(7) Has each author confirmed that any and all appropriate IPR
disclosures required for full conformance with the provisions of BCP 78
and BCP 79 have already been filed. If not, explain why.

All authors have confirmed.

(8) Has an IPR disclosure been filed that references this document?
If so, summarize any WG discussion and conclusion regarding the IPR
disclosures.

There are several IPR disclosures. In all three cases of specific disclosures, the companies responsible have affirmed they're granting licenses for any use of their technology in the implementation of this draft. 


(9) How solid is the WG consensus behind this document? Does it 
represent the strong concurrence of a few individuals, with others
being silent, or does the WG as a whole understand and agree with it?   

This document seems to be supported by multiple implementers and operators as reflecting current or planned practice, with the benefits and caveats described.

(10) Has anyone threatened an appeal or otherwise indicated extreme 
discontent? If so, please summarise the areas of conflict in separate
email messages to the Responsible Area Director. (It should be in a
separate email because this questionnaire is publicly available.) 

No.

(11) Identify any ID nits the Document Shepherd has found in this
document. (See https://www.ietf.org/tools/idnits/ and the Internet-Drafts
Checklist). Boilerplate checks are not enough; this check needs to be
thorough.


There are a number of update_references warnings from idnits. Some are hard to parse (they flag external references e.g. [DikeBreaks]). Many are due to the extensive discussion of changes in meaning of terms now considered RFC2119-normative as used in a much older RFC (1034). The warning about an improper URL is spurious (it's a live URL, not an example, and it's in an "Implementation Experience" section that will be removed prior to publication.)

(12) Describe how the document meets any required formal review
criteria, such as the MIB Doctor, media type, and URI type reviews.

N/A

(13) Have all references within this document been identified as
either normative or informative?

Yes

(14) Are there normative references to documents that are not ready for
advancement or are otherwise in an unclear state? If such normative
references exist, what is the plan for their completion?

No

(15) Are there downward normative references references (see RFC 3967)?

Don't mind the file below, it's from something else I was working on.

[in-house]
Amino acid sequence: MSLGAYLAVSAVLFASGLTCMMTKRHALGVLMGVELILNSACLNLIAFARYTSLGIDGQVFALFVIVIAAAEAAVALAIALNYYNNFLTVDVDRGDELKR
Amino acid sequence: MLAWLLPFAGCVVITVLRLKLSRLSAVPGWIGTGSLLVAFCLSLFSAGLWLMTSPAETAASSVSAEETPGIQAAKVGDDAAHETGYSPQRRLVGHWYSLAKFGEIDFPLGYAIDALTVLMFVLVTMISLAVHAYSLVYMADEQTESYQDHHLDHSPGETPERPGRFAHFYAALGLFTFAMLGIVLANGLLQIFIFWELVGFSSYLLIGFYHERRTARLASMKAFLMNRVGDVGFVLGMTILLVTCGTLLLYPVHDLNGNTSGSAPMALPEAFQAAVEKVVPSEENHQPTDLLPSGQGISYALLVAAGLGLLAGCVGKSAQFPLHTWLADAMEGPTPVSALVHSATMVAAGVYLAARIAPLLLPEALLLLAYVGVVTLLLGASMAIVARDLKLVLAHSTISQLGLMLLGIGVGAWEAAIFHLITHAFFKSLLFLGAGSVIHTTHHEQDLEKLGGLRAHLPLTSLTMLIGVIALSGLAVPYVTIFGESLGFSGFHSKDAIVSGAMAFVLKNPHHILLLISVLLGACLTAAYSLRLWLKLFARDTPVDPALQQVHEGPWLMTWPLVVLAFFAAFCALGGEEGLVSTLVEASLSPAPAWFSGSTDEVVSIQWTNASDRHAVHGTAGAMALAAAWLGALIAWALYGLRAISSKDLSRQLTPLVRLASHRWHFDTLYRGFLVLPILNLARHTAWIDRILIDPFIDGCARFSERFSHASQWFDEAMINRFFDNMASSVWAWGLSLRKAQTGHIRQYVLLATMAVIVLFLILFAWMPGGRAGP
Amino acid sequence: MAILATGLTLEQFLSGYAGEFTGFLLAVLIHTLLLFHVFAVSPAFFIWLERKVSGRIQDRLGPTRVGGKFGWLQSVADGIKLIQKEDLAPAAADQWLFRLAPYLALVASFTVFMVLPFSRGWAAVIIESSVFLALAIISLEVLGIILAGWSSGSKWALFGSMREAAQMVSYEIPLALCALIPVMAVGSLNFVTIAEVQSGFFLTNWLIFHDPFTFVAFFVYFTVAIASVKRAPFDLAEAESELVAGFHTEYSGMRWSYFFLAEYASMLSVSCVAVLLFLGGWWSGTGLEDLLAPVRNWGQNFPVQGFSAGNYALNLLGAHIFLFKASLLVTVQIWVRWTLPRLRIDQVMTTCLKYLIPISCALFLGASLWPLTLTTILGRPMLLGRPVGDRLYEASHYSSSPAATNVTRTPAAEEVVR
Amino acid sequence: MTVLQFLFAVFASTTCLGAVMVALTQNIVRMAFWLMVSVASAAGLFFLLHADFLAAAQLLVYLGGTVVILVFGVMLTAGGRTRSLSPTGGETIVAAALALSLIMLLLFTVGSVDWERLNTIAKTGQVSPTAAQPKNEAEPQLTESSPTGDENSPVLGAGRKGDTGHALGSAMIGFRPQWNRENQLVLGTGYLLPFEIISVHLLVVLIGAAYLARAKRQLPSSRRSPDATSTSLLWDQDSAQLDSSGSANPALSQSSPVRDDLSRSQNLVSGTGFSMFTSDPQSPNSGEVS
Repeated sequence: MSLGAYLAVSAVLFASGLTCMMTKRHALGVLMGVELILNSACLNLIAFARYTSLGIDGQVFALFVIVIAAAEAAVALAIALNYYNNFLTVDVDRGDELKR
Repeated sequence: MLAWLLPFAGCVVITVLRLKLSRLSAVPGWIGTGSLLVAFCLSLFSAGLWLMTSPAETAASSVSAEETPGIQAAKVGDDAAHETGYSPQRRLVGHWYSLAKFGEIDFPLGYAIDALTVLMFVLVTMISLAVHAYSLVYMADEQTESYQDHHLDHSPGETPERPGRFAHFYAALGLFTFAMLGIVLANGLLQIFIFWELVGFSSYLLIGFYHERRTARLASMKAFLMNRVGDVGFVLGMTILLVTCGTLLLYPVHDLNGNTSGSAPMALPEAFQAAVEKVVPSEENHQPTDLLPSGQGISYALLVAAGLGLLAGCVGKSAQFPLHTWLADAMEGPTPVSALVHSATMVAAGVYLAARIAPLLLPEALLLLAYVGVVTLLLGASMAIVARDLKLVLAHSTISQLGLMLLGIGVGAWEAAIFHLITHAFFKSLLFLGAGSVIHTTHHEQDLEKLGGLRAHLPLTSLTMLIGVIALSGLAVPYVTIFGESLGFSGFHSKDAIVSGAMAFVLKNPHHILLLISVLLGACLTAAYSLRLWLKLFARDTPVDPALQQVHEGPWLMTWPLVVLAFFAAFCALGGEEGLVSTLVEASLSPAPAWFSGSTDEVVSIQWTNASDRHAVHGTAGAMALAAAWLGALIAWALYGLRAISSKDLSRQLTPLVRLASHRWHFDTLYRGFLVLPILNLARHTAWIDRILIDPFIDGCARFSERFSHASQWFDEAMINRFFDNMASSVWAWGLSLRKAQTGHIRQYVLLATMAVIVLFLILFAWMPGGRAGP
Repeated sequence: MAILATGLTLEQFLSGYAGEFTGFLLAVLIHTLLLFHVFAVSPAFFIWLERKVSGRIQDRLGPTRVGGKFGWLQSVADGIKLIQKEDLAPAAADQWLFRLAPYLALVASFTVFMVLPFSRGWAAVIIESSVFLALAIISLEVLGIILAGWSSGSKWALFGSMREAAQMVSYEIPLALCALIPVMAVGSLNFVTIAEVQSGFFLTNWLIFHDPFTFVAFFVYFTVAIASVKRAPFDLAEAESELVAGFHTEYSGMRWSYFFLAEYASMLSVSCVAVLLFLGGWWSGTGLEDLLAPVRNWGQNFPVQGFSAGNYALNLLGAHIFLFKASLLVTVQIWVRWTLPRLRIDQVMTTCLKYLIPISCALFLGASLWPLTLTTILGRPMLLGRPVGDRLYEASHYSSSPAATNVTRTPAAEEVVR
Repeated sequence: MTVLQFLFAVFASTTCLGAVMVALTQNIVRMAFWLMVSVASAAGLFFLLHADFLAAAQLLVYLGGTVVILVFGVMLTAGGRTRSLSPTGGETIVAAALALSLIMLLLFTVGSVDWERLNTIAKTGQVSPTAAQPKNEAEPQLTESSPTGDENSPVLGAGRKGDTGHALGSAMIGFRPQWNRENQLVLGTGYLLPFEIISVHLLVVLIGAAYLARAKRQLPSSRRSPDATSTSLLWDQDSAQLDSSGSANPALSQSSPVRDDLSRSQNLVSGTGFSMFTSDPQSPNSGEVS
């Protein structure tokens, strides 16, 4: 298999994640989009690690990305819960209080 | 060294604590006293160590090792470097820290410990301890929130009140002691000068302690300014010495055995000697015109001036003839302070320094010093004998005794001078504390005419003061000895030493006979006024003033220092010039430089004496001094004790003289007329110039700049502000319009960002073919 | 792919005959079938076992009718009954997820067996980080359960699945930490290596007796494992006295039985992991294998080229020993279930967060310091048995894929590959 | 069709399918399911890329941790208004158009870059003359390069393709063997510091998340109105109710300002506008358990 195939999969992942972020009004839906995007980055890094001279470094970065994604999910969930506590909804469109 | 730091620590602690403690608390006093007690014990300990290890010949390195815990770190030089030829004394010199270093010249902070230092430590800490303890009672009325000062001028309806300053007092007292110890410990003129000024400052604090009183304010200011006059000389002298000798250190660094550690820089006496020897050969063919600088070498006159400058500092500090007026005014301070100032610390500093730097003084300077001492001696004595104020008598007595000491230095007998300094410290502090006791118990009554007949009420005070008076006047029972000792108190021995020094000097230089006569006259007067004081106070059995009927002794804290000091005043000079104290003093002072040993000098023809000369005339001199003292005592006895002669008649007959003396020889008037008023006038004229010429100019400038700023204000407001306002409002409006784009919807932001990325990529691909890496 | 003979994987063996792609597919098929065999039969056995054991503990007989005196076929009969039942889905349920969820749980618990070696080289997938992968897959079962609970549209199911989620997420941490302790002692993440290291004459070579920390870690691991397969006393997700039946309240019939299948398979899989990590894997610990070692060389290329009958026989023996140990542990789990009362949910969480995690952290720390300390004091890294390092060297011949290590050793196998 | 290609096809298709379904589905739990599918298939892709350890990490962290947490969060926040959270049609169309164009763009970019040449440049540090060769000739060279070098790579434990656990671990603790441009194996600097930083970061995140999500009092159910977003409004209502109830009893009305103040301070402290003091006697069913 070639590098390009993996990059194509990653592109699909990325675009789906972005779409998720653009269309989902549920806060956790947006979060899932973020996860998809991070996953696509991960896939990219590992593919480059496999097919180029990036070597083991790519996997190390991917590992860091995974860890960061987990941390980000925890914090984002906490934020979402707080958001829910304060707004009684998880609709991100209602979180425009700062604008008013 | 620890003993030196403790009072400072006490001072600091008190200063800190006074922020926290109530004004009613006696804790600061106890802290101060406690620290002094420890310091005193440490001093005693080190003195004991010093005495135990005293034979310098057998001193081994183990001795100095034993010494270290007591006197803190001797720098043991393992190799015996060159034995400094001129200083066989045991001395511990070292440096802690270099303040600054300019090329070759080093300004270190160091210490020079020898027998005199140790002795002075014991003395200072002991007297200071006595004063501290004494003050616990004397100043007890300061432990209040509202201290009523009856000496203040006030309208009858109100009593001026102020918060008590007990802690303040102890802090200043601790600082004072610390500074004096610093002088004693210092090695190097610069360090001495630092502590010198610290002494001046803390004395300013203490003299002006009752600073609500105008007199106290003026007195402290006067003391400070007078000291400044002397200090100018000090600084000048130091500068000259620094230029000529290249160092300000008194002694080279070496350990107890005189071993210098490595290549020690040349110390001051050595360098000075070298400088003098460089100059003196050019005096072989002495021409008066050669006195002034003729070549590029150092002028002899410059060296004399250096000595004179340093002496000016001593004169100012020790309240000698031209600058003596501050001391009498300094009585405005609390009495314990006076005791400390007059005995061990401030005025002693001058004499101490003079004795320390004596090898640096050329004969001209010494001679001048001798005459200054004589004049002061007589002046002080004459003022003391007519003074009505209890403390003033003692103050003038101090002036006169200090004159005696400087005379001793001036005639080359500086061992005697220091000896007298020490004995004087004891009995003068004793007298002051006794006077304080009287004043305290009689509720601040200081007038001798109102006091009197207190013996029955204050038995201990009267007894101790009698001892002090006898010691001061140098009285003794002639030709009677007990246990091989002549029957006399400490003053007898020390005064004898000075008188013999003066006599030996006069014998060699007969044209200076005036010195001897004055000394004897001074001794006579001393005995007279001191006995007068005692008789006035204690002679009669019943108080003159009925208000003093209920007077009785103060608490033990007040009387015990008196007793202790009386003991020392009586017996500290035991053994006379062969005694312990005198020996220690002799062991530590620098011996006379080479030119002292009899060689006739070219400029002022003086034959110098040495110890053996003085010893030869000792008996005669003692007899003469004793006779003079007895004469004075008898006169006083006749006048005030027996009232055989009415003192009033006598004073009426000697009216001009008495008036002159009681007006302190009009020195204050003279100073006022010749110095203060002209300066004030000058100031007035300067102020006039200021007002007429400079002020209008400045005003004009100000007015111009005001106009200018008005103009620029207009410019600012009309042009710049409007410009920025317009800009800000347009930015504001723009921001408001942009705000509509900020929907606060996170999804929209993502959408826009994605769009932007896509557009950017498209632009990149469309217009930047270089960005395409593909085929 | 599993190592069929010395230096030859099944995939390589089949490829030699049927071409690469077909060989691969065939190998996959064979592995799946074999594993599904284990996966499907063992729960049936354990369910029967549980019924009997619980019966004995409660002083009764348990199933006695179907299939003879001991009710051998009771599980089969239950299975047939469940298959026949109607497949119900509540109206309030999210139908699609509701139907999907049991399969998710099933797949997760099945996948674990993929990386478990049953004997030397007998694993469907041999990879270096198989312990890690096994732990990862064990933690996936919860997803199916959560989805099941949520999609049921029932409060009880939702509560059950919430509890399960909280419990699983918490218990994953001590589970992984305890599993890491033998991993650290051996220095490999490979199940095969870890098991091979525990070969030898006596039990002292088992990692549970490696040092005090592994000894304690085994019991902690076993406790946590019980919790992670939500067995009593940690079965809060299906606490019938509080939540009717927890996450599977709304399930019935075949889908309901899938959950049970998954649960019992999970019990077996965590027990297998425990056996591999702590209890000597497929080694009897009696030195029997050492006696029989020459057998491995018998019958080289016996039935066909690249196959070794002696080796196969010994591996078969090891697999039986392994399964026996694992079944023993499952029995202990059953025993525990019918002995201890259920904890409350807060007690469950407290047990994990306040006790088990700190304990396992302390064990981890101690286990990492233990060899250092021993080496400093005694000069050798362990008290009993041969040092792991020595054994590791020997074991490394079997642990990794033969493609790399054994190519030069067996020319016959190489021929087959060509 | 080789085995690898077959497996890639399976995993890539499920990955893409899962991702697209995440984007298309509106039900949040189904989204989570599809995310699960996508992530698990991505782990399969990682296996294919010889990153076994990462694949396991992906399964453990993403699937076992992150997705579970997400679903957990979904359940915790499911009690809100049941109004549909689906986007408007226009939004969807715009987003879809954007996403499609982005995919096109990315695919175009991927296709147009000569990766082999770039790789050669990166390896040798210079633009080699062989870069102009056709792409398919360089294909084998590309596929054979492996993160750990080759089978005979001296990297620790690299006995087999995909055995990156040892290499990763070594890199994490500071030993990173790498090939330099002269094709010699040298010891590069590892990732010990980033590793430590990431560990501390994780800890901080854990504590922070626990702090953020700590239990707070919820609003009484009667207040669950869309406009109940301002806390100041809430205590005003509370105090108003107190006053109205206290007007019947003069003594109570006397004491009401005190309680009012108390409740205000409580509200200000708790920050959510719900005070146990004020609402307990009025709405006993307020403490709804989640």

If so, list these downward references to support the Area Director in 
the Last Call procedure. 

No

(16) Will publication of this document change the status of any
existing RFCs? Are those RFCs listed on the title page header, listed
in the abstract, and discussed in the introduction? If the RFCs are not
listed in the Abstract and Introduction, explain why, and point to the
part of the document where the relationship of this document to the
other RFCs is discussed. If this information is not in the document,
explain why the WG considers it unnecessary.

This document updates RFCs 1034, 1035, and 2181. The shepherd believes the intended effect is clear.


(17) Describe the Document Shepherd's review of the IANA considerations
section, especially with regard to its consistency with the body of the
document. Confirm that all protocol extensions that the document makes
are associated with the appropriate reservations in IANA registries.
Confirm that any referenced IANA registries have been clearly
identified. Confirm that newly created IANA registries include a
detailed specification of the initial contents for the registry, that
allocations procedures for future registrations are defined, and a
reasonable name for the new registry has been suggested (see RFC 8126).

There are no actions for IANA in this document, and it has no impact on the meaning of any existing IANA registry or allocated codepoint. It updates the use of a field in DNS RRs as defined in the original specification but requires no change to that definition.


(18) List any new IANA registries that require Expert Review for future
allocations. Provide any public guidance that the IESG would find
useful in selecting the IANA Experts for these new registries.

N/A

(19) Describe reviews and automated checks performed by the Document
Shepherd to validate sections of the document written in a formal
language, such as XML code, BNF rules, MIB definitions, etc.

N/A